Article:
As a consequence, we find ourselves in thrall to dishonest wealth, notwithstanding the myriad of mental gymnastics we attempt in order to persuade ourselves that money is not our master. We are entangled in a web of predatory lending practices, mortgage fraud, and liars’ loans. From Wall Street to Main Street, it seems that “drunkenness” is the order of the day. Whether it is a matter of peddling toxic assets with “AAA” ratings, flipping homes, or purchasing McMansions we neither need nor can afford, it seems there is greed enough to go around. And through the parable of the dishonest manager, Jesus graciously reminds us, we will not find our way to eternal homes on this path.
Yet all is not lost, for the Lord continues to visit his people. The good news is that the current economic crisis is dwarfed by the perpetual crisis that is effected by the Lord’s visitation. This is to say, where the Word is proclaimed and the sacraments received, and even where they are not—because the Spirit blows where it will (Jn. 3:8)—the iron cage of the current economic order is broken open and new possibilities for life, including new economic life, emerge.
Christ continues to visit his people through Word and water, bread and wine, in the face of the hungry and homeless, in the cry of the sick and the financially ruined. The wise response to that visitation, the shrewd response, is to reach out and make friends, to reach across the cultural and socioeconomic differences that divide no more because Christ has healed them and share the eternal, extravagant hospitality of the Lord, who forgives our debts (Mt. 6:12), fills our cups to overflowing (Ps. 23:5), and gathers us all at his banquet table. Then we shall all have homes, both here and hereafter.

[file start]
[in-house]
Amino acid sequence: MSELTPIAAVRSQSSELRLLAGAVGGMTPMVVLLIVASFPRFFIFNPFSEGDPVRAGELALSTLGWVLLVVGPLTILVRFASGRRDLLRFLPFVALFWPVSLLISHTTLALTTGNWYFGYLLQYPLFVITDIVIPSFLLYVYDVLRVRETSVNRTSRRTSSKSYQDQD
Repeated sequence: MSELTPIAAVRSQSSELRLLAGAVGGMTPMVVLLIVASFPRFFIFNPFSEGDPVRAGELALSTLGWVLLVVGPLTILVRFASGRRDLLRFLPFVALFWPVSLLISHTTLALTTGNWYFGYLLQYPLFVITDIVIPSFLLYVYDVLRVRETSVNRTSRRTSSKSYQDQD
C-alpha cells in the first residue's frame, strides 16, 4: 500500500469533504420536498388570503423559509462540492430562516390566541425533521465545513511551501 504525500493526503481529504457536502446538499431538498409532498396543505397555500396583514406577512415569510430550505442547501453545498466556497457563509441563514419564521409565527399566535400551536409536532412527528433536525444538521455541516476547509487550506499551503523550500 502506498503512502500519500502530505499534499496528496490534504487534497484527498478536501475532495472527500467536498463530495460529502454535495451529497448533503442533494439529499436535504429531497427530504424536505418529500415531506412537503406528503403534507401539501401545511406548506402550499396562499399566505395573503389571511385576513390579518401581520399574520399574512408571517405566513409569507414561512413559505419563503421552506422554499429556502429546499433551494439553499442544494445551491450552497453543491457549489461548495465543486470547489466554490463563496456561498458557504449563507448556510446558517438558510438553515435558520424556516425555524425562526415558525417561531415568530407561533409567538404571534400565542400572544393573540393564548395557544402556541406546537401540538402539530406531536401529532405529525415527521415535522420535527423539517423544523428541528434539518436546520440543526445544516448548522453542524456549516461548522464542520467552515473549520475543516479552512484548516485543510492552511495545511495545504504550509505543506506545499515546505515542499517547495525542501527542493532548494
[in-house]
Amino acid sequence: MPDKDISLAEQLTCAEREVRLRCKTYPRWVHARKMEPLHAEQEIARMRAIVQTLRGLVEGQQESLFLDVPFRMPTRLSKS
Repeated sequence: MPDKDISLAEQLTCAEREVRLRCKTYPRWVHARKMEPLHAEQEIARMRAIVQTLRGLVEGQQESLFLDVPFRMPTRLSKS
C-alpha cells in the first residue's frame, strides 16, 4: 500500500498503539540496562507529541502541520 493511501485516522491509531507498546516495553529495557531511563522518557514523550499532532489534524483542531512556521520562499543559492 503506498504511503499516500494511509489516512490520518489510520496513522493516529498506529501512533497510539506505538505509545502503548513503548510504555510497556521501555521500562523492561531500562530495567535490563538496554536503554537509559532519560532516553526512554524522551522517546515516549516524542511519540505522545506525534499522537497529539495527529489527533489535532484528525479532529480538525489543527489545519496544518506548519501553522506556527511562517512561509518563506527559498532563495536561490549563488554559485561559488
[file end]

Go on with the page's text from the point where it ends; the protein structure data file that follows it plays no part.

2. Matt Taibbi, “The Great American Bubble Machine,” Rolling Stone, July 13, 2009, 1-7, available at http://www.rollingstone.com/politics/story/29127316/the_great_american_bubble_machine; Michael Lewis, “The End,” Portfolio, November 11, 2008, http://www.portfolio.com/news-markets/national-news/portfolio/2008/11/11/The-End-of-Wall-Streets-Boom/?print=true%22.
3. Warren Buffett cited in “Derivatives: A nuclear winter?” Economist 950 (2008), http://www.economist.com/businessfinance/displaystory.cfm?story_id=E1_TNNSQTTN. See also William Greider, “Dismantling the Temple,” Nation, July 15, 2009, http://www.thenation.com/doc/20090803/greider.
4. Taibbi, “The Great American Bubble Machine.”